On the brink of an epic collapse, the Portland Trail Blazers franchise quickly rebuilt its roster with a barrage of misfits and the electrifying point guard Damian Lillard to reach an elite level once again. This franchise’s turnaround deserves a standing ovation for how it recovered from the degenerative knees of the heir to Kobe Bryant’s throne, Brandon Roy, and the catastrophic mishap of selecting Greg Oden over Kevin Durant. Instead, Portland has surrounded Lillard and LaMarcus Aldridge with the perfect complementary players, leading to a top 10 ranked offense and defense. Albeit Portland’s recent struggles, they remain a top contender in the brutal Western Conference.
Frontcourt: After Robin Lopez suffered a hand injury, which sidelined him for 23 games, Portland surprisingly ripped off an impressive stretch of victories. However, toward the end of his absence, the Blazers began to really miss his defensive presence dropping eight of ten games. As a society, we tend to measure a player based on his statistics, but unlike his brother, Lopez’s true impact is predicated on defense and energy. To date, no statistic can put energy into perspective. A ruthless dunk or tenacious swat from Lopez can single-handedly alter the game’s momentum, especially in an arena with such a rabid fan base. The seventh-year center is currently averaging 9.9 points, 7.2 rebounds and 1.5 blocks per game this season.
In the prime of his career, LaMarcus Aldridge has manifested himself into an absolutely lethal weapon, whose skillset is unique amongst the NBA fraternity. Aldridge composes himself as a solemn, cerebral player, but beneath his uniform beats the heart of a cold-blooded killer. In the post, the power forward is nearly unstoppable possessing a fluent fade away, with an unblockable high release. This season, Aldridge has added the three-point shot to his repertoire, converting a career-high 43.1 percent. Undersized big-men have serious issues guarding the near 7-footer, confirmed by his shellacking of the Houston Rockets during the 2014 Conference Semifinals. Aldridge’s scoring average of 23.7 points per game ranks seventh in the NBA, notably ahead of Stephen Curry, Blake Griffin and Klay Thompson.
Small forward has been a glaring issue for Portland this season, as Nicolas Batum has failed to exhibit the high level of productivity we have grown accustomed to. Scoring is always a luxury with Batum, but his shooting percentages have dipped far below his career averages from both the field and three-point range with 37.5 percent and 27.1 percent, respectively. Although his offensive confidence is broken, Batum remains a valuable defender, serving as the glue to a fantastic starting unit.
Backcourt: The Trail Blazers were heavily scrutinized when they inked Wesley Matthews to an astounding five-year, $32.5 million contract in 2010. An undrafted shooting guard from Marquette, Matthews has since debunked this stigma, setting himself up for quite the payday when he hits free agency this summer. The intensity he performs with is unmatchable, translating into bothersome defense that will disrupt even the most talented guards. Matthews’ 16.3 points per game come majorly from beyond the three-point line, as he leads the league in total three-point attempts with 397. At just 28-years-old, Matthews will undoubtedly yield a ton of interest across the league this summer.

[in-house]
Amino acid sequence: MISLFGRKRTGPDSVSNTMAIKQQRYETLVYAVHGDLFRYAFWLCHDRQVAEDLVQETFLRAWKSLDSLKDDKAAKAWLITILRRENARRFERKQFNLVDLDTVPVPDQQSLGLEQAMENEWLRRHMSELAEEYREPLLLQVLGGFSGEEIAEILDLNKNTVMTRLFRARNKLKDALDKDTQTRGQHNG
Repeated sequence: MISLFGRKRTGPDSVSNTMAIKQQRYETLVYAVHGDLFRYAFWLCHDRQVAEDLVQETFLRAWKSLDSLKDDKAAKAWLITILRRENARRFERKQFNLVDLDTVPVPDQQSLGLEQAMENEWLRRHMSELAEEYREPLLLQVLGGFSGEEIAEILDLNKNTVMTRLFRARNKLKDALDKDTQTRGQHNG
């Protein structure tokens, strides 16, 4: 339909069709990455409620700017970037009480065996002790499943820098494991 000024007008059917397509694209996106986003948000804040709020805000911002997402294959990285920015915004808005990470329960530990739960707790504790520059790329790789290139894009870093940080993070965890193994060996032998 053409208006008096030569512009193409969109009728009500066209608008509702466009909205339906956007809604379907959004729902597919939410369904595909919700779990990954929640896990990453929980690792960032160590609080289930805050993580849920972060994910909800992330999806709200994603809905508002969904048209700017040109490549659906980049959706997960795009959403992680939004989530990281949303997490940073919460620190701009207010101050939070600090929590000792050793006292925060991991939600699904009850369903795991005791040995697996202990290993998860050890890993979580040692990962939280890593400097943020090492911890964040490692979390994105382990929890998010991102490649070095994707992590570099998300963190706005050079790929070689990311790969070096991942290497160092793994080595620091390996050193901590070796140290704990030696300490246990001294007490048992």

Damian Lillard narrowly earned his second All-Star berth after Blake Griffin was pronounced out due to injury. The point guard is constantly in attack mode averaging 21.6 points, 6.3 points and 4.7 rebounds per game, stimulating an offense that scores the eighth most points in the NBA. Lillard accomplished the rare feat of graduating from Weber State, which has paid dividends considering the level of maturity he plays with. He thrives in clutch moments, nailing buzzer beaters since he stepped on the hardwood in 2012, instilling terror into his opposition. As Lillard continues to evolve, he should pump up his fairly low shooting percentages to nudge himself into the conversation as the best point guard in the NBA.
Keys To Victory:
Exploit Lillard’s Defense: The one flaw in Lillard’s game is defense. He’s definitely improved on that end, but remains a subpar defender. Jordan Clarkson must seek to exploit this flaw by attacking the paint all night, rather than settling for ugly long-range jump shots, as he tends to do. If Lillard can approach league average status on defense, he can finally be spoken of amongst elites like Russell Westbrook and Chris Paul.
Ed Davis’ Minutes: If the Lakers have any shot at containing Aldridge, Davis is key. The big man only plays about 24 minutes per game because of his inability to create offense, but his defense is a far more valuable in tonight’s matchup. Aldridge dwarfs Tarik Black and Carlos Boozer, while Davis can easily hold his own against nearly every opposing big man in the league.
Turnovers: The Lakers have struggled to maintain leads lately because of the inordinate amount of turnovers. Jordan Clarkson and Jeremy Lin tend to over dribble, wind down the shot clock and either force an ill advised pass of jack up a desperation three leading to a ton of points in transition. In the electrifying atmosphere of Portland, these easy points will destroy the Lakers if they do not take care of the ball.
Los Angeles Lakers (13-39) at Portland Trail Blazers (35-17)
7:00 PM PST, February 11, 2015
Moda Center at the Rose Quarter, Portland, OR
TV: TWC SN
Radio: 710 ESPN (English) / 1330 ESPN (Spanish)
Trail Blazers Projected Starting Lineup
PG: Damian Lillard
SG: Wesley Matthews
SF: Nicholas Batum
PF: LaMarcus Aldridge
C: Robin Lopez
Key Reserves: PG: Steve Blake PF: Meyers Leonard C: Chris Kaman
Lakers Projected Starting Lineup
PG: Jordan Clarkson
SG: Wayne Ellington
SF: Ryan Kelly
PF: Tarik Black
C: Robert Sacre
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